Facebook's Diem Digital Currency is Dead, Report Says
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Facebook's Diem Digital Currency is Dead, Report Says

8 months ago

Bloomberg News claims that the Diem Association is considering whether to begin selling its intellectual property — and engineers may be moved to other companies.

Facebook's Diem Digital Currency is Dead, Report Says

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Diem — the digital currency that Facebook wanted to launch — is dead, according to reports.

Bloomberg News claims that the Diem Association is considering whether to begin selling its intellectual property — and engineers who worked for the project may be moved to other companies.

The news outlet's sources suggest this amounts to "cashing out whatever value remains" in the embattled project, which has faced a staunch pushback from regulators since the beginning.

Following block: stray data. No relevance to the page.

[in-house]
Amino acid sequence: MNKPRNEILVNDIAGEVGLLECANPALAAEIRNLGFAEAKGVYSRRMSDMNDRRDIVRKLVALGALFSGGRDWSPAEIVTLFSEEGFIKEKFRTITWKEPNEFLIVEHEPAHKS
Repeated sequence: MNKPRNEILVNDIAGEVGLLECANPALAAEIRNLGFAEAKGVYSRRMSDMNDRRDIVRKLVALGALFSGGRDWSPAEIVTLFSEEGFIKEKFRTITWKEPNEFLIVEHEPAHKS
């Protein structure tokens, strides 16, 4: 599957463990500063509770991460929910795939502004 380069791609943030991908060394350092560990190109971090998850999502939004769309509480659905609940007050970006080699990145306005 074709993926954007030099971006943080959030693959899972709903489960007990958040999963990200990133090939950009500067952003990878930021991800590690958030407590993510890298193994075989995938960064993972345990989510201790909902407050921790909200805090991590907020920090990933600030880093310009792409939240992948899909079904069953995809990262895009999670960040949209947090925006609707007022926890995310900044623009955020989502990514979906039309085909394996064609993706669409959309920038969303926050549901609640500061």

Mark Zuckerberg first unveiled the proposals back in 2019 — and envisaged launching a stablecoin called Libra. An independent association was also established that counted the likes of PayPal, Visa, Mastercard and Vodafone as members — but all of these big brands ended up withdrawing.

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A Big Pushback

Politicians and central banks wasted little time in declaring that Libra had the potential to undermine the U.S. dollar and trigger financial stability — with some even claiming that this digital asset could do more harm to America than 9/11. Others argued that the tech giant was unfit to operate a private currency following a string of controversies.

Perhaps surprised by the extent of the pushback, Zuckerberg went back to the drawing board — rebranding Libra as Diem, and watering down the proposals.

But there has been little in the way of progress over recent months, and some telling developments that indicate Diem has fallen by the wayside.

Novi — the digital wallet that is backed by Meta — has begun trials in parts of the U.S. and Guatemala. An integration into WhatsApp is also being piloted. But crucially, these tests have been relying on the Paxos Dollar in order to complete transactions rather than Diem.

Another worrying sign came when David Marcus, an executive who had played an instrumental role in leaving Novi, announced that he was leaving Meta.
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